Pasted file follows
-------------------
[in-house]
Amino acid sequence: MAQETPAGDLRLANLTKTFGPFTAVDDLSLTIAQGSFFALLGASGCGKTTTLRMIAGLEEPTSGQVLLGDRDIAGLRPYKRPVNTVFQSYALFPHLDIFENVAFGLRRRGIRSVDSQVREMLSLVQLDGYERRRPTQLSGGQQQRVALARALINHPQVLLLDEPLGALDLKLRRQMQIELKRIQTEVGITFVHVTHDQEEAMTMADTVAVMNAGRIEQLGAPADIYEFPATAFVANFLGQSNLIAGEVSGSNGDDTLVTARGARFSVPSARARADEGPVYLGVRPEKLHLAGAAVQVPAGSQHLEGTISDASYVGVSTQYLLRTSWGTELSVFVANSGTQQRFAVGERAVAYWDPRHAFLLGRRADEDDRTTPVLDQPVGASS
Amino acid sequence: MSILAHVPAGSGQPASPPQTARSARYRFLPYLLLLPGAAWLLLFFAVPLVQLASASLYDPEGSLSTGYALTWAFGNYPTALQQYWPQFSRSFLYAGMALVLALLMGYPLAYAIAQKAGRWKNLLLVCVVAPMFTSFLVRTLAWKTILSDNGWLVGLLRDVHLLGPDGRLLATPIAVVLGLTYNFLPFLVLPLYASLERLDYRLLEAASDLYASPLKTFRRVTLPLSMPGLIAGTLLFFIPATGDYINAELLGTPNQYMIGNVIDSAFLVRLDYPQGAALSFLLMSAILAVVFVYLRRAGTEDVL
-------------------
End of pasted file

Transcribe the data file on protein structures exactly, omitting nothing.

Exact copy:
[in-house]
Amino acid sequence: MAQETPAGDLRLANLTKTFGPFTAVDDLSLTIAQGSFFALLGASGCGKTTTLRMIAGLEEPTSGQVLLGDRDIAGLRPYKRPVNTVFQSYALFPHLDIFENVAFGLRRRGIRSVDSQVREMLSLVQLDGYERRRPTQLSGGQQQRVALARALINHPQVLLLDEPLGALDLKLRRQMQIELKRIQTEVGITFVHVTHDQEEAMTMADTVAVMNAGRIEQLGAPADIYEFPATAFVANFLGQSNLIAGEVSGSNGDDTLVTARGARFSVPSARARADEGPVYLGVRPEKLHLAGAAVQVPAGSQHLEGTISDASYVGVSTQYLLRTSWGTELSVFVANSGTQQRFAVGERAVAYWDPRHAFLLGRRADEDDRTTPVLDQPVGASS
Amino acid sequence: MSILAHVPAGSGQPASPPQTARSARYRFLPYLLLLPGAAWLLLFFAVPLVQLASASLYDPEGSLSTGYALTWAFGNYPTALQQYWPQFSRSFLYAGMALVLALLMGYPLAYAIAQKAGRWKNLLLVCVVAPMFTSFLVRTLAWKTILSDNGWLVGLLRDVHLLGPDGRLLATPIAVVLGLTYNFLPFLVLPLYASLERLDYRLLEAASDLYASPLKTFRRVTLPLSMPGLIAGTLLFFIPATGDYINAELLGTPNQYMIGNVIDSAFLVRLDYPQGAALSFLLMSAILAVVFVYLRRAGTEDVL